Microfluidic technology enables regeneration of platelets

Exploring Platelet Generation: Insights from Lung Vasculature and Microfluidic Technology

Platelets play a crucial role in blood clotting and wound healing, but their complex generation process has remained a topic of intense research. In a recent breakthrough, scientists have shed light on the mechanisms of platelet generation using a combination of an ex vivo lung system and cutting-edge microfluidic technology. This innovative approach has not only enhanced our understanding of platelet formation but also holds the potential to revolutionize platelet production for medical applications.

Using ex vivo lung and an in vitro microfluidic chamber we determine how oxygenation, ventilation, healthy pulmonary endothelium and the microvascular structure support thrombopoiesis. We also show a critical role for the actin regulator Tropomyosin 4 in the final steps of platelet formation in lung vasculature. This work reveals the mechanisms of thrombopoiesis in lung vasculature and informs approaches to large-scale generation of platelets.“, the authors explained.

The lung has emerged as a key site for platelet generation, with reports suggesting it produces a significant portion of total body platelets. By utilizing an ex vivo lung system integrated with a microfluidic device, researchers observed that anuclear fluorescent objects, resembling platelets, were present in the lung vasculature despite undetectable platelets in the perfusate. This finding enabled by microfluidic advancements suggests that the final steps of platelet generation, including enucleation, occur within the lung vasculature. It was also discovered that the protein TPM4 plays a critical role in the transformation of large anuclear fragments into platelets in the lung vasculature.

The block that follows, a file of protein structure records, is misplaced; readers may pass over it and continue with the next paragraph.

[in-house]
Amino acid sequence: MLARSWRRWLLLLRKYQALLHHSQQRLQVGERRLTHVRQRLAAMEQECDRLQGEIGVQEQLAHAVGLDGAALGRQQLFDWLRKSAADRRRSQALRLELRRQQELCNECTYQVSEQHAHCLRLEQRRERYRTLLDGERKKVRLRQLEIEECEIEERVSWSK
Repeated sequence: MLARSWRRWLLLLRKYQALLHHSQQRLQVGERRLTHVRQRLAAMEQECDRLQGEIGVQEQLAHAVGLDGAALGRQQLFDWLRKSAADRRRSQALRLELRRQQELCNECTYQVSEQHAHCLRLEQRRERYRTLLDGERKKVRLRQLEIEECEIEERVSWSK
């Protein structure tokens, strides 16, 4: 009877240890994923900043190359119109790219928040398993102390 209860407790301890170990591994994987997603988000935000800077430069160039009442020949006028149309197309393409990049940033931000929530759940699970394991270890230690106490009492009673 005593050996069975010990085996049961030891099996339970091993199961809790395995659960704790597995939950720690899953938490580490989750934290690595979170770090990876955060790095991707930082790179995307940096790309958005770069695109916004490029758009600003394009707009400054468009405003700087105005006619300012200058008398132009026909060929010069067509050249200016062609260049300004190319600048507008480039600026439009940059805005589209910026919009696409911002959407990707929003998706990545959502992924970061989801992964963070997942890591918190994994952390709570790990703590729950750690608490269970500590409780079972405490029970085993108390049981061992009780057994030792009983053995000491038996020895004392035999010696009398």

ab Pulmonary endothelial cells (ECs) were isolated from perfused lungs under air- (black) or pure nitrogen-ventilation (red) or without ventilation (blue) for ~2 h. ECs from fresh lung tissue served as control (grey). ECs were stained with FITC-conjugated anti-CD31/PECAM-1 or anti-CD102/ICAM-2 antibodies. N = 5 independent experiments for each group. Two-tailed Mann–Whitney test. a Viability of pulmonary ECs were determined by Calcein Deep Red retention and displayed as mean ± SEM. b Mitochondrial membrane potential was determined by accumulation of Tetramethyl rhodamine methyl ester (TMRM) in active mitochondria and displayed as mean fluorescence intensity ± SEM. Air-ventilated lung vs unventilated lung: p = 0.0159 and 0.0159 for CD102 and CD31, respectively. Air-ventilated lung vs nitrogen-ventilated lung: p = 0.0317 and 0.0317 for CD102 and CD31, respectively. c Design of microfluidic chamber simulating a physiological pulmonary vascular system (details shown in Methods), including a photomicrograph of the smallest channels in the system and indication of the flow direction by arrows (red). Dimensions indicated on the figures are width of channels. de Mouse megakaryocytes (MKs) prelabelled with CD41-PE were repeatedly pumped through the microfluidic chamber. d The viability of generated platelets from the microfluidic chamber was determined by Calcein AM staining (Generated platelets: CD41+/Calcein AM+ in upper right quadrant, Q3 in green). All generated platelets identified in this way showed no DNA content (DRAQ5 -ve staining). e Quantification of generated platelets per MK in perfusates under air (purple circles) or pure nitrogen conditions (green circles), measured by FACS. For comparison, numbers of platelets generated in the unventilated lung-heart system (blue squares), from Fig. 2a, are shown. N = 4 (for air-chamber or nitrogen-chamber) and 5 (for unventilated lung-heart model) independent experiments. Data are mean ± SEM. Two-way ANOVA with Tukey’s multiple comparisons test, *p < 0.05, **p < 0.01, ***p < 0.001 and ****p < 0.0001. f Mouse MKs prelabelled with CD41-FITC were repeatedly pumped through the microfluidic chamber under air 18 times. Generated platelets were washed and then integrin αIIbβ3 activation and P-selectin expression, induced by 2 U/mL thrombin (Thr) or 5 µg/mL CRP-XL, were measured by FACS. N = 10 independent experiments and data are mean ± SEM. Two-tailed Mann–Whitney test, p < 0.0001. Source data are provided in the Source Data file.” Reproduced from Zhao, X., Alibhai, D., Walsh, T.G. et al. Highly efficient platelet generation in lung vasculature reproduced by microfluidics. Nat Commun 14, 4026 (2023). under Creative Commons Attribution 4.0 International License.